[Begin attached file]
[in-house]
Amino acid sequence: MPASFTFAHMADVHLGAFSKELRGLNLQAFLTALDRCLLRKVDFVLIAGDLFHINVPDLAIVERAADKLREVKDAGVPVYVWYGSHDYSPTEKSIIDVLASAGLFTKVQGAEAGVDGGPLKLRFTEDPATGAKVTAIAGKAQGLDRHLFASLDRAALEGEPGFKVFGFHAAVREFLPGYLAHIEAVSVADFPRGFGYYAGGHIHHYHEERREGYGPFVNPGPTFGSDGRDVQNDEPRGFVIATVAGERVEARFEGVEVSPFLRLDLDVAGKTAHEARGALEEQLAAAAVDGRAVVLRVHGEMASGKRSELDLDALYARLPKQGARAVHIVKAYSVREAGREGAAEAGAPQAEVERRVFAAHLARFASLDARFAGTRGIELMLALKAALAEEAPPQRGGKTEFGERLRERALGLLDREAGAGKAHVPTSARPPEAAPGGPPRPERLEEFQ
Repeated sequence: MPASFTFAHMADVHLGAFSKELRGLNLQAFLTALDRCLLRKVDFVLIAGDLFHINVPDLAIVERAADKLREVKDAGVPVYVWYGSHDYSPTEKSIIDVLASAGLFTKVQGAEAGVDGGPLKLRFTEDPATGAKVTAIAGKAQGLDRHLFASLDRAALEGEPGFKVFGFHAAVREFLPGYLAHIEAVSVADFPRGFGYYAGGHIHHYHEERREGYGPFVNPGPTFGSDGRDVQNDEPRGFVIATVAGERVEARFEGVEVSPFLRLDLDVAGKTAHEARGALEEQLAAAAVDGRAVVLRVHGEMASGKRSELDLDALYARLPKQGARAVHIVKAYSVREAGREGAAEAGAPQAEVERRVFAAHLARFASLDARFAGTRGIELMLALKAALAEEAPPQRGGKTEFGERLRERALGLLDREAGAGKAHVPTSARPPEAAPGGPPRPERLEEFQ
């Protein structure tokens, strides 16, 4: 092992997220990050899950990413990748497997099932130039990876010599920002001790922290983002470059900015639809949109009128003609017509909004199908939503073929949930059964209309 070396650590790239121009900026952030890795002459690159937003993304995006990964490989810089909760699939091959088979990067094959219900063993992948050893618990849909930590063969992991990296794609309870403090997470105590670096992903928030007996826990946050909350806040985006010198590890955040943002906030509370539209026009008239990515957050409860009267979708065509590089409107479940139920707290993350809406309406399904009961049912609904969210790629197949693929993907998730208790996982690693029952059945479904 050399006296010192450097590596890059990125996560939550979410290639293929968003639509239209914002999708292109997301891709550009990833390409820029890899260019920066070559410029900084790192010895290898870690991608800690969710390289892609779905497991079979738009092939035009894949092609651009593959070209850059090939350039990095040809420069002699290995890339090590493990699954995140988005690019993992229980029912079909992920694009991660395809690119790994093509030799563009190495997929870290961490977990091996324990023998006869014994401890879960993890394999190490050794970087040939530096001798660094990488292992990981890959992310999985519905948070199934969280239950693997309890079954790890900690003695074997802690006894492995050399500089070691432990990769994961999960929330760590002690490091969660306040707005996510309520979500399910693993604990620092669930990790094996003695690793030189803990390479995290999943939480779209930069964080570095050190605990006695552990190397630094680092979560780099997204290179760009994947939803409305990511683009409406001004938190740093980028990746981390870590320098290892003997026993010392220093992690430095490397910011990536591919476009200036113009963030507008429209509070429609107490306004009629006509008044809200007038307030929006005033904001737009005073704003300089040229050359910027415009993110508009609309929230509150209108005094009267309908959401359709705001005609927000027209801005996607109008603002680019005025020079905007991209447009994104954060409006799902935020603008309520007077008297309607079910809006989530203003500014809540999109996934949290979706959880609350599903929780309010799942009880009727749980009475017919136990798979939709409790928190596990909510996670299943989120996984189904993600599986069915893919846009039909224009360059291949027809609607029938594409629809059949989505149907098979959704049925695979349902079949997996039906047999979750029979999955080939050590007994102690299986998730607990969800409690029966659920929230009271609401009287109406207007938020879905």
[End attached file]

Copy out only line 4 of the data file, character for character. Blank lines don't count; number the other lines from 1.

């Protein structure tokens, strides 16, 4: 092992997220990050899950990413990748497997099932130039990876010599920002001790922290983002470059900015639809949109009128003609017509909004199908939503073929949930059964209309 070396650590790239121009900026952030890795002459690159937003993304995006990964490989810089909760699939091959088979990067094959219900063993992948050893618990849909930590063969992991990296794609309870403090997470105590670096992903928030007996826990946050909350806040985006010198590890955040943002906030509370539209026009008239990515957050409860009267979708065509590089409107479940139920707290993350809406309406399904009961049912609904969210790629197949693929993907998730208790996982690693029952059945479904 050399006296010192450097590596890059990125996560939550979410290639293929968003639509239209914002999708292109997301891709550009990833390409820029890899260019920066070559410029900084790192010895290898870690991608800690969710390289892609779905497991079979738009092939035009894949092609651009593959070209850059090939350039990095040809420069002699290995890339090590493990699954995140988005690019993992229980029912079909992920694009991660395809690119790994093509030799563009190495997929870290961490977990091996324990023998006869014994401890879960993890394999190490050794970087040939530096001798660094990488292992990981890959992310999985519905948070199934969280239950693997309890079954790890900690003695074997802690006894492995050399500089070691432990990769994961999960929330760590002690490091969660306040707005996510309520979500399910693993604990620092669930990790094996003695690793030189803990390479995290999943939480779209930069964080570095050190605990006695552990190397630094680092979560780099997204290179760009994947939803409305990511683009409406001004938190740093980028990746981390870590320098290892003997026993010392220093992690430095490397910011990536591919476009200036113009963030507008429209509070429609107490306004009629006509008044809200007038307030929006005033904001737009005073704003300089040229050359910027415009993110508009609309929230509150209108005094009267309908959401359709705001005609927000027209801005996607109008603002680019005025020079905007991209447009994104954060409006799902935020603008309520007077008297309607079910809006989530203003500014809540999109996934949290979706959880609350599903929780309010799942009880009727749980009475017919136990798979939709409790928190596990909510996670299943989120996984189904993600599986069915893919846009039909224009360059291949027809609607029938594409629809059949989505149907098979959704049925695979349902079949997996039906047999979750029979999955080939050590007994102690299986998730607990969800409690029966659920929230009271609401009287109406207007938020879905």